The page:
Central New Mexico Weather: 6/8/21


Yesterday was hot, mostly sunny, and still.

This morning, Socorro was warm, mostly sunny and still.

The NWS in Albuquerque, NM, forecasts (for Rio Rancho, NM) a sunny day, with a high temperature of 92 F. The winds will be from the southwest at 5-10 mph. This evening will be mostly clear, with a low temperature of 59 F. The winds will be from the south at 5-10 mph, becoming northwesterly after midnight. Rio Rancho is under an Air Quality Alert for smoke.

The NWS in Albuquerque, NM, forecasts (for Socorro, NM) a sunny day, with a high temperature of 96 F. The winds will be from the south at 10-15 mph. This evening will be mostly clear, with a low temperature of 59 F. The winds will be from the south at 5-15 mph, becoming northwesterly after midnight. Socorro is under an Air Quality Alert for smoke.

The NWS in Albuquerque, NM, forecasts (for Magdalena, NM) a sunny day, with a high temperature of 89 F. The winds will be from the south at 10-15 mph. This evening will be partly cloudy, with a low temperature of 55 F. The winds will be from the southwest at 10-15 mph. Magdalena is under an Air Quality Alert for smoke.

The NWS in Albuquerque, NM, forecasts (for Mountainair, NM) a sunny day, with a high temperature of 88 F. The winds will be from the southwest at 10-15 mph. This evening will be partly cloudy, with a low temperature of 56 F. The winds will be from the southwest at 5-15 mph.

The NWS in Albuquerque, NM, has issued an Air Quality Alert for the smoke that is drifting into the state from the wildfires in Arizona.

The visible satellite imagery shows very few clouds over the state this morning. This image has been excluded from today’s post.

The upper-level water vapor loop shows zonal flow. You can see dry, upper-level air moving into the state from Arizona.

The 12Z upper air sounding from Albuquerque, NM, shows a dry atmosphere. There was 0.32 inches of precipitable water present in the column this morning. There was no Convective Available Potential Energy (CAPE), no Convective Inhibition (CIN), and the Lifted Condensation Level (LCL) was 3384 m. There was a tiny inversion and the 0-3 km lapse rate was 5.9 C/km. The hodograph shows that the low-level shear was 18 kts (due mostly to directional changes) and the deep-layer shear was 30 kts (due mostly to speed changes).

The SPC Mesoscale Analysis Map shows warm temperatures and low humidity. The skies are sunny, (according to the sensors) and the winds are light and variable.

The SPC Mesoscale Analysis Map shows that we are under no strong pressure systems or gradients this morning. The RAP shows that the pressure will drop with diurnal heating, but that no strong gradients are expected to develop over the next six hours.

The NAM 250 mb chart shows varied flow, as an upper-level high pressure system begins to from over northern Mexico.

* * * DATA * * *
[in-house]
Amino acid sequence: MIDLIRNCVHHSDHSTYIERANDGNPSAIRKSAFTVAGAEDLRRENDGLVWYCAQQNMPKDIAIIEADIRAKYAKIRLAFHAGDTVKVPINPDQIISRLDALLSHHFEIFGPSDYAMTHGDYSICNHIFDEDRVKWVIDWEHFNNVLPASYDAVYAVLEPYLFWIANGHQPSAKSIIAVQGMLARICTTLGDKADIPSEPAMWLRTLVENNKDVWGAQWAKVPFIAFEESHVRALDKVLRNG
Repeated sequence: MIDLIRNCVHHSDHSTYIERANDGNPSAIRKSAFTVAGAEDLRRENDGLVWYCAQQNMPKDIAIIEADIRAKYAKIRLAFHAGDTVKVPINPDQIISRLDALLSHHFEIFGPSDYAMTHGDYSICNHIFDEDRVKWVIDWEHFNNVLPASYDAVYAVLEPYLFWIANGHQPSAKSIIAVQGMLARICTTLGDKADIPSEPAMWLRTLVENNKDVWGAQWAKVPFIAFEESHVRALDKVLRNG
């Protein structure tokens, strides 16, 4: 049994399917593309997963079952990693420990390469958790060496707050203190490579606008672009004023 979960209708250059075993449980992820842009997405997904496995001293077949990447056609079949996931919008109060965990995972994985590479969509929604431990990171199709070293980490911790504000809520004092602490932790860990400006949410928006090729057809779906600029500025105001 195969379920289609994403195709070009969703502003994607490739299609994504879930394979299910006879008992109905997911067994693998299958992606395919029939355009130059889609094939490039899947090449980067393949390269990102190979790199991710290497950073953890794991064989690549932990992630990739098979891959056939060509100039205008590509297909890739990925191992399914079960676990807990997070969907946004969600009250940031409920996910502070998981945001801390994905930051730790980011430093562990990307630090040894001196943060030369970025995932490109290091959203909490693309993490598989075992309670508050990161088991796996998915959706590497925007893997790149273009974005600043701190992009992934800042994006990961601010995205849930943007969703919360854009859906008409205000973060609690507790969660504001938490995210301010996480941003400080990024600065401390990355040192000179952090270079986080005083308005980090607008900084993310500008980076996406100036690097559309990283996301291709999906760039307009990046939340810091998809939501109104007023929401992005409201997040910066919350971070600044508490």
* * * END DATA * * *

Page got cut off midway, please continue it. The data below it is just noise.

The NAM 850 mb and 700 mb charts show very little thermal advection. These charts have been excluded from today’s post.

The Nested NAM simulated reflectivity chart shows showers and thunderstorms are unlikely this afternoon. This chart, the HRRR simulated reflectivity chart concurs. These, plus the precipitation chart have been excluded from today’s post.

The Nested NAM predicts that the high temperatures for the middle Rio Grande River Valley will reach the mid 90s F.

The Nested NAM shows the low temperatures are expected to drop into the mid 60s F by tomorrow morning.

The Nested NAM shows that the dewpoints will remain in the 20s F and upper 10s F.

The Nested NAM shows no strong winds today. This chart has been excluded from today’s post.

The Nested NAM simulated infrared chart shows a few, light clouds forming over central New Mexico this afternoon.

Today will be sunny and hot for most of the state. The dryline has moved much farther east, and is expected to remain so for the next few days. Smoke continues to drift in from Arizona, reducing visibility and air quality.

I will probably spend most of the day indoors, but I will spend some time moving furniture from one building to another this afternoon and evening.

The forecasts from the National Weather Service are from The NWS Homepage. The upper air soundings and mesoscale analysis plots are from the Storm Prediction Center website. The satellite data, model data, and forecasted soundings are from College of DuPage – SATRAD

About highplainschasing

This blog is about my tales in storm chasing. My name is Seth Price and I am an instrumentation instructor at New Mexico Tech. My amateur radio call sign is N3MRA.
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